**From:** Jun Zhang (*coolrainbow_at_yahoo.cn*)

**Date:** Tue Jun 14 2011 - 23:03:53 CDT

**Next message:**Jun Zhang: "Re: A question on Jarkynski equation"**Previous message:**PAUL NEWMAN: "water is forming bonds between oxigens"**Maybe in reply to:**Jérôme Hénin: "Re: A question on Jarkynski equation"**Messages sorted by:**[ date ] [ thread ] [ subject ] [ author ] [ attachment ]

Hello Jerome:

Thank you for your remark. Your "rare event" reminds me

that we can calculate the probability that the work done is

negative is:

P( W<-D ) <= exp( -beta*D ) where D>0 and beta =

1/(k*T)

Of course, this inequality is very weak, since assuming D =

1 kcal/mol and T = 300K gives P(W<-1) < 0.99998 which

seems a trivial result. I think for soft spring and

slow pulling, the random kick from solvent can make the work

negative in which case is not too "rare". but for stiff

spring and fast pulling, maybe the work being negative can

occur only in miracle, which accounts for the high-weight

low-sampling rare event. So, I think that my question is in

fact due to a sampling error, am I right?

Thank you for your help.

Cheers up!

Jun Zhang

Nankai University

coolrainbow_at_yahoo.cn

*> > Re: namd-l: A question on Jarkynski equation
*

*> > "Jun Zhang" <coolrainbow_at_yahoo.cn>
*

*> > "NAMD MAILLIST" <namd-l_at_ks.uiuc.edu>
*

*> > 2011 6 14 ,4:43
*

*> > Hi,
*

*> >
*

*> > You put your finger on a very interesting question.
*

*> The
*

*> > Jarzynski
*

*> > equality is formally exact, hence the estimator will
*

*> > converge towards
*

*> > zero, at least on paper. As you note, since the
*

*> reversible
*

*> > work is
*

*> > zero, all measured work is irreversible: we expect it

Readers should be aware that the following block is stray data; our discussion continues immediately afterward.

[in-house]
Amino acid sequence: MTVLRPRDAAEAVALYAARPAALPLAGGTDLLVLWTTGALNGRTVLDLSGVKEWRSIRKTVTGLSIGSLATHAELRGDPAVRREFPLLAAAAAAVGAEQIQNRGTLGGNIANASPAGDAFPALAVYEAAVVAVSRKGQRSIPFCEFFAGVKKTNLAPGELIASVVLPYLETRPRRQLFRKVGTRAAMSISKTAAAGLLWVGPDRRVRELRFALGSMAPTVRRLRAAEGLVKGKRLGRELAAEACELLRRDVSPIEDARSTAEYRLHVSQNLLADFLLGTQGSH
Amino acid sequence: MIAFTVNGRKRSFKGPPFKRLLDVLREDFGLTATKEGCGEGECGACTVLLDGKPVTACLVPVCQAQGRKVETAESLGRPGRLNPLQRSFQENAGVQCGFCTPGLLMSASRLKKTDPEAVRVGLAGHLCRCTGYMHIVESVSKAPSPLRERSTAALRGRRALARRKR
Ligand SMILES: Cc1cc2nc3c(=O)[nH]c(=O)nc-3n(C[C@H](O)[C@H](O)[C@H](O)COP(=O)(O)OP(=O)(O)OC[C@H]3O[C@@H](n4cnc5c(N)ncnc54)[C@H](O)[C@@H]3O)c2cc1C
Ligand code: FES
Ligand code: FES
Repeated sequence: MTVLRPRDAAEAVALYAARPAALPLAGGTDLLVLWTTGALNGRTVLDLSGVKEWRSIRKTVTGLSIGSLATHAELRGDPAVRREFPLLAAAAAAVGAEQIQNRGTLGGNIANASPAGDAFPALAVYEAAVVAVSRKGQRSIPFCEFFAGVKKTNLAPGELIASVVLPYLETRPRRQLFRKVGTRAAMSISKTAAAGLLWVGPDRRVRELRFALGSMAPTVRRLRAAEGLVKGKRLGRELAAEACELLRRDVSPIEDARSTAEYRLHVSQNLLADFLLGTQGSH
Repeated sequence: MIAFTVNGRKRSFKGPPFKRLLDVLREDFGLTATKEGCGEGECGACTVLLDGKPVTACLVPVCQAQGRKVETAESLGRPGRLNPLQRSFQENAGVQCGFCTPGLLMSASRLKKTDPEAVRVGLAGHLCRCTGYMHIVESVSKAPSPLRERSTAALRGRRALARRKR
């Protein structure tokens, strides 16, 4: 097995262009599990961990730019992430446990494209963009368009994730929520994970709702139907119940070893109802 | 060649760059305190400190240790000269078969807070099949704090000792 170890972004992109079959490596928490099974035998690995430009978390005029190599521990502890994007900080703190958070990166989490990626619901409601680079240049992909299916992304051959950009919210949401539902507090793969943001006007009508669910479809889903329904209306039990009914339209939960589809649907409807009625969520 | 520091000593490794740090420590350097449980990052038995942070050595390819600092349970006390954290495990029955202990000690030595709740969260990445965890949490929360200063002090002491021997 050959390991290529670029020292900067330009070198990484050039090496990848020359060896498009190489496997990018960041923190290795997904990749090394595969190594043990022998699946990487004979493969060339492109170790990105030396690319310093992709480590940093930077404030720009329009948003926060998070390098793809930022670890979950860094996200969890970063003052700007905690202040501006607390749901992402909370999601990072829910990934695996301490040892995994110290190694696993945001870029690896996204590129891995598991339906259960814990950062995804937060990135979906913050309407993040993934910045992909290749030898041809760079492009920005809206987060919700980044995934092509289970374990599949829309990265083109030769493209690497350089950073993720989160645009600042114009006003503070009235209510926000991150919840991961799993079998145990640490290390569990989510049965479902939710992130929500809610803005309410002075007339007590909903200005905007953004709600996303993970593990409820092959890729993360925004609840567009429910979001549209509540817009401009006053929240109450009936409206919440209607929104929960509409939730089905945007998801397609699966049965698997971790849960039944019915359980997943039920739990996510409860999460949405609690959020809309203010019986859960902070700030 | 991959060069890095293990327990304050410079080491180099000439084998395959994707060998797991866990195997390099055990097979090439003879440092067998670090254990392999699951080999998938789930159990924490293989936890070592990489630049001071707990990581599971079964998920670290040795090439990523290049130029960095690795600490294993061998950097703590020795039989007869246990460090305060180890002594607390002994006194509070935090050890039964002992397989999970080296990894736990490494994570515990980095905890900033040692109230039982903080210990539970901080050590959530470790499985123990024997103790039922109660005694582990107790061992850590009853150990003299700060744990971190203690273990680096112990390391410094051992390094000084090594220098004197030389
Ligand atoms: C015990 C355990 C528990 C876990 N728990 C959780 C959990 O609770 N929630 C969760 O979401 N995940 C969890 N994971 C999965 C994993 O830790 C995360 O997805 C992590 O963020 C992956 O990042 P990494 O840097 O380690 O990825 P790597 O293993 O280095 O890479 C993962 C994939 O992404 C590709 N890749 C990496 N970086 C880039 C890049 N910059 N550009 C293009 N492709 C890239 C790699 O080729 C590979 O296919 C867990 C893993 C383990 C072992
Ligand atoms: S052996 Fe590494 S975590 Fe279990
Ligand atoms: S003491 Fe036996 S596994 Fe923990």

*

*> to be
*

*> > positive
*

*> > basically all the time. Then how can the average be
*

*> zero?
*

*> >
*

*> > Actually, statistical mechanics dictates that a few
*

*> > trajectories will
*

*> > give negative work values, i.e. negative irreversible
*

*> work,
*

*> > i.e. a net
*

*> > decrease in entropy. This is why such situations are
*

*> > sometimes called
*

*> > 'second law violations'. They are not really
*

*> violations,
*

*> > just a
*

*> > reminder that the second law applies to macroscopic
*

*> systems
*

*> > only (even
*

*> > if we in the molecular modeling community often
*

*> stretch the
*

*> > notion of
*

*> > macroscopic a little far). In the case of a solute
*

*> moving
*

*> > through a
*

*> > solvent, the 'negative work' case would be a
*

*> trajectory
*

*> > where random
*

*> > fluctuations in the solvent happen to push the solute
*

*> along
*

*> > its path,
*

*> > instead of slowing it down in a normal frictional
*

*> > behavior.
*

*> >
*

*> > Such negative work values will be exceedingly rare,
*

*> but
*

*> > they have a
*

*> > huge weight in the exponential average of the
*

*> Jarzynski
*

*> > formula. That
*

*> > is why a few negative values are enough to make the
*

*> average
*

*> > zero even
*

*> > though almost all values are positive. Because these
*

*> events
*

*> > are so
*

*> > rare, numerical convergence will be awful, so it is
*

*> > unlikely that you
*

*> > will manage to get a zero free energy value from a
*

*> > numerical
*

*> > simulation. To some extent, the same can be said of
*

*> any
*

*> > application of
*

*> > the Jarzynski estimator, and is also true of FEP
*

*> > calculations with the
*

*> > exponential formula: these averages are dominated by
*

*> rare
*

*> > events,
*

*> > which results in various degrees of convergence
*

*> problems.
*

*> >
*

*> > For more details on 'second law violations', see for
*

*> > example:
*

*> > http://arxiv.org/abs/cond-mat/0401311
*

*> >
*

*> > Cheers,
*

*> > Jerome
*

*> >
*

*> >
*

*> > On 14 June 2011 05:01, Jun Zhang <coolrainbow_at_yahoo.cn>
*

*> > wrote:
*

*> > > Hello Everyone:
*

*> > >
*

*> > > I want to use Jarkynski's equation combined with
*

*> SMD
*

*> > to compute the binding free energy of a protein and
*

*> its
*

*> > ligand (eg. JCP, 120, 5946). However, I was puzzled by
*

*> some
*

*> > theoretical issues.
*

*> > >
*

*> > > For example, a system composed of water and a
*

*> ligand.
*

*> > if we move a single ligand in aqueous for some
*

*> distances,
*

*> > the work done cannot be zero, but the free energy
*

*> change
*

*> > should be zero since the state of the ligand has not
*

*> > changed.
*

*> > >
*

*> > > It seems somewhat strange, and may be a naive
*

*> > question. But I am really puzzled by it, so I'm
*

*> looking for
*

*> > help. Thank you in advance!
*

*> > >
*

*> > > Cheers up!
*

*> > >
*

*> > > Jun Zhang
*

*> > > Nankai University
*

*> > > coolrainbow_at_yahoo.cn
*

*> > >
*

*> > >
*

*> >
*

*>
*

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